State lawmakers on both sides of the gun debate will soon decide if the time is right to take steps to tighten Georgia’s gun law.
Under a long-standing law, the records of thousands of Georgians who were involuntarily committed for mental health treatment have been removed from a national database that gun dealers use to run background checks of buyers. That database is the only tool that gun dealers have to tell them when someone isn’t allowed to buy a gun.
All states are required to submit names to the FBI’s National Instant Background Check System of people who have been involuntarily hospitalized for mental health, drug or alcohol treatment. Licensed gun dealers must check that list before making a sale.
Georgia is the only state in the nation that removes names from the database after five years, with no new mental health assessment required. Since 2013, Georgia has purged 2,014 names from the FBI’s database.
Sen. Elena Parent, D-Atlanta, filed Senate Bill 99 last year to eliminate the Georgia requirement for the “purge” of records of involuntary hospitalizations after five years. The Senate passed the bill, but it was never passed by the House. The bill remains in a House committee.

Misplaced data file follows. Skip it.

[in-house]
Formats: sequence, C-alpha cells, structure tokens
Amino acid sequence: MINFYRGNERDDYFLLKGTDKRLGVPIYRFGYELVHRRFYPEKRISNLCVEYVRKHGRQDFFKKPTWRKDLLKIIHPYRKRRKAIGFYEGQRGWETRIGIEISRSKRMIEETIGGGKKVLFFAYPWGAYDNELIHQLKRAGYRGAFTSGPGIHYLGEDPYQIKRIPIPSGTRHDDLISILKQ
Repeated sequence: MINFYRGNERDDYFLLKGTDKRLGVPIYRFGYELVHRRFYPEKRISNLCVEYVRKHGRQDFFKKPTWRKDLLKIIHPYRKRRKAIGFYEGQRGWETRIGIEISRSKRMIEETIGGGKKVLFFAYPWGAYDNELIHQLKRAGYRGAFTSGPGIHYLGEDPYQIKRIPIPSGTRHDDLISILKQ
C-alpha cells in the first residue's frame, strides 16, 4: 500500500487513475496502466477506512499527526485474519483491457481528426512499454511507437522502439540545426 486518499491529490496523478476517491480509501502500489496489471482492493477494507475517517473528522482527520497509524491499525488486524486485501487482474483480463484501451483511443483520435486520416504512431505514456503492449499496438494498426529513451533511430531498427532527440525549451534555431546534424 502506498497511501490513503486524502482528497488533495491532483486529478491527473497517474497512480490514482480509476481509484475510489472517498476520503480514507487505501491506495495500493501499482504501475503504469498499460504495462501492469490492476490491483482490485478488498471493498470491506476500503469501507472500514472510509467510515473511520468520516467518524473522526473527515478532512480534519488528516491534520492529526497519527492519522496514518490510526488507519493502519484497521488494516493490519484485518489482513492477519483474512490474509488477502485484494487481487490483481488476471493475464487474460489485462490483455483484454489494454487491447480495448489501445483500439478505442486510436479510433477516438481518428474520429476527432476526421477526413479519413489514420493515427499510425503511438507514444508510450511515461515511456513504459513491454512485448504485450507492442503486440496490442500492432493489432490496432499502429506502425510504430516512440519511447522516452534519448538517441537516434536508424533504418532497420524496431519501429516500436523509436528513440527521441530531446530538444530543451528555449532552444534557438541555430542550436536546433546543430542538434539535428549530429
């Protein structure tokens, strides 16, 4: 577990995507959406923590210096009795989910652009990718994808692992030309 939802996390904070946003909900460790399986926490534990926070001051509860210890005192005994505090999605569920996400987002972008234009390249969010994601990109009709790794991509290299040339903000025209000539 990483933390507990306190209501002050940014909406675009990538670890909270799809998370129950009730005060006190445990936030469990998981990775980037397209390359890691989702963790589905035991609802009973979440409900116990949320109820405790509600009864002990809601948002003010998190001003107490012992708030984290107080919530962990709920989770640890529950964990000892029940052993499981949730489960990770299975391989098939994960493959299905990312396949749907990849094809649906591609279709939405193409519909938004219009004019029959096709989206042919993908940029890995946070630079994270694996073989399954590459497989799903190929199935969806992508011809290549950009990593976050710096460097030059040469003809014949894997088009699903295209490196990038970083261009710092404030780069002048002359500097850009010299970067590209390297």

While the proposal may not have a far-reaching impact on gun sales, it comes as public pressure for tighter controls is reaching a peak. Protests this week before state legislatures and Congress are calling for lawmakers to make changes after 17 students and teachers were shot and killed at a south Florida high school.
That has helped improve the chances of a change in Georgia law.
“I think they’re good,” Parent said of the chances her bill, or one like it, will get final passage this legislative session. “This is not a policy that anyone is opposed to. It really is just one of those vagaries of the system where there is a huge loophole.”
Much of the gun debate has focused on how people with mental illnesses get access to firearms.
“We’re OK with (Parent’s) bill,” said John Monroe, the attorney for GeorgiaCarry.org, which has been a lobbying force at the state Capitol for legislation about gun rights. “There’s no justification for the deletion (of names) after five years. It causes confusion because people think they can go buy a gun but they are still prohibited (from possessing a firearm) under federal law. Deleting (the names) makes it harder to discover it. But it is still a crime.”
Parent’s bill would allow those records to remain forever on the FBI’s National Instant Criminal Background Check System or NICS.
The new legislation would bring Georgia law more in line with federal law,” said Athens-Clarke County Probate Court Judge Susan Tate, chair of the Weapons Carry License Committee for the Council of Probate Court Judges of Georgia.
Former student Nikolas Cruz, 19, who is charged with 17 counts of murder in the Valentine’s Day shooting at Marjory Stoneman Douglas High School in Parkland, Fla., reportedly suffered from depression. However, he was never ordered to undergo in-patient treatment — that step would have placed his name on the FBI database and blocked him from buying the AR-15 he allegedly used in the shooting.